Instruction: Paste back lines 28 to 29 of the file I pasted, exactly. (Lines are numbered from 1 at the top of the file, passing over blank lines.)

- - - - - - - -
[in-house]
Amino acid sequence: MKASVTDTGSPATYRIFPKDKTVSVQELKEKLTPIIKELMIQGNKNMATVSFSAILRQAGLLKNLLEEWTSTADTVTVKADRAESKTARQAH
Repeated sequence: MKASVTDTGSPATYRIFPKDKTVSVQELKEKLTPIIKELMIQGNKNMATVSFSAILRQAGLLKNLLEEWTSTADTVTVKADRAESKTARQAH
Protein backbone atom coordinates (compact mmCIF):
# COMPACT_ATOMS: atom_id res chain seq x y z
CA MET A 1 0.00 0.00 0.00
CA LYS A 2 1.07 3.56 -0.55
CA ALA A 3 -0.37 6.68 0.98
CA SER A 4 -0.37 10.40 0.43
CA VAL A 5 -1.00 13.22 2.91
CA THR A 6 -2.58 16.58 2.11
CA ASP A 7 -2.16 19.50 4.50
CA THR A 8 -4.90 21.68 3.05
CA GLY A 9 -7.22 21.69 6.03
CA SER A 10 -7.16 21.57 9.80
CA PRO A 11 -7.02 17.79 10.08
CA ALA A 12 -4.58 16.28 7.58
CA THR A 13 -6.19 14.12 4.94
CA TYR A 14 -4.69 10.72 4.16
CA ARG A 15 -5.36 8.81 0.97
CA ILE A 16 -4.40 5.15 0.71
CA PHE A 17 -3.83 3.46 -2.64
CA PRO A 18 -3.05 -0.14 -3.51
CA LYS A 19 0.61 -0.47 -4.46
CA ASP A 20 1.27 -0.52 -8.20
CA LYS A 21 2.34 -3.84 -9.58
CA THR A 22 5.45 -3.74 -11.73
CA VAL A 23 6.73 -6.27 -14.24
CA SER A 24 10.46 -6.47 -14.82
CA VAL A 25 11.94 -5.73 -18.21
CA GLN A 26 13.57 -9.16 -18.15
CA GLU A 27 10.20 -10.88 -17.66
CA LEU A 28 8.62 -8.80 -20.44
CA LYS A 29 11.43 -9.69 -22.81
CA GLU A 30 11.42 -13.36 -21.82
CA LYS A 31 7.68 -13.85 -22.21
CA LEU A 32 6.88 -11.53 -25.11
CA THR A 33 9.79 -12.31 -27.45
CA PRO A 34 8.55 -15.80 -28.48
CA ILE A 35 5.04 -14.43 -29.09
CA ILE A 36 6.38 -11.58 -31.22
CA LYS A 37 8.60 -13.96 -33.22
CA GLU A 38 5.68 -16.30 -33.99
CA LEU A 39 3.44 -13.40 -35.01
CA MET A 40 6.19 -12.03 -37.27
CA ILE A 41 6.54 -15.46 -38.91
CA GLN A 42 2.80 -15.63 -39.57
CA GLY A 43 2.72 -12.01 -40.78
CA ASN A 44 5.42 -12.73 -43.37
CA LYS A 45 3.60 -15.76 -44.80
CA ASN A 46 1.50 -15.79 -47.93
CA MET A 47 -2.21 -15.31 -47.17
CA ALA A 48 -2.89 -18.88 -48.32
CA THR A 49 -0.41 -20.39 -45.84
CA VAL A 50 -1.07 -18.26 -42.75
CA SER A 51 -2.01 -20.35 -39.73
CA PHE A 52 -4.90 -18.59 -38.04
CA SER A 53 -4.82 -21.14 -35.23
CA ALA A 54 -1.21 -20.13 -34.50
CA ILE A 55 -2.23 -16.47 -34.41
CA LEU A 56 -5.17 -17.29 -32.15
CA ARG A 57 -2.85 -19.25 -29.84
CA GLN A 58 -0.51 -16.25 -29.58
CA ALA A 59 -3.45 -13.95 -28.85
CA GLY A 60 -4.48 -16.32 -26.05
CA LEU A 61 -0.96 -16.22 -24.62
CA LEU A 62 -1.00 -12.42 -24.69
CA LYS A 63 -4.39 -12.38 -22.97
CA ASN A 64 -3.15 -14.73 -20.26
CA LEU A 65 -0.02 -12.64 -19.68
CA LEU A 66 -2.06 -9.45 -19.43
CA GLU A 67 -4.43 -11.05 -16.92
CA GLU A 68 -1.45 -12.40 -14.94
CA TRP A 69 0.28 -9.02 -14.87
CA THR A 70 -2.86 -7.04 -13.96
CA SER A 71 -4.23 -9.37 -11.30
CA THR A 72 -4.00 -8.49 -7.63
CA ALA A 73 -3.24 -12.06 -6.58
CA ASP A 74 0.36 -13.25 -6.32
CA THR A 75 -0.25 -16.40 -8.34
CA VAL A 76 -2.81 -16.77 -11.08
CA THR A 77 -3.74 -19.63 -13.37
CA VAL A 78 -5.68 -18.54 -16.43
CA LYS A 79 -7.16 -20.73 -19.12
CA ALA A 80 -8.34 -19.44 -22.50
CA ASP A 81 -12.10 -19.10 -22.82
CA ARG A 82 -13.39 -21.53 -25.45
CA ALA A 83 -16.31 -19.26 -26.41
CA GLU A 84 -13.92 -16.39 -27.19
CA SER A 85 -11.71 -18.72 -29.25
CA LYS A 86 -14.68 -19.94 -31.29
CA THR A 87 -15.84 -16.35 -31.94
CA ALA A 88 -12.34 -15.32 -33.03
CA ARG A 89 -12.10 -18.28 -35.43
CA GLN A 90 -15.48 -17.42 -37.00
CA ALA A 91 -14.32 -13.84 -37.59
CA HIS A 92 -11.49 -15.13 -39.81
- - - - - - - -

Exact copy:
CA VAL A 23 6.73 -6.27 -14.24
CA SER A 24 10.46 -6.47 -14.82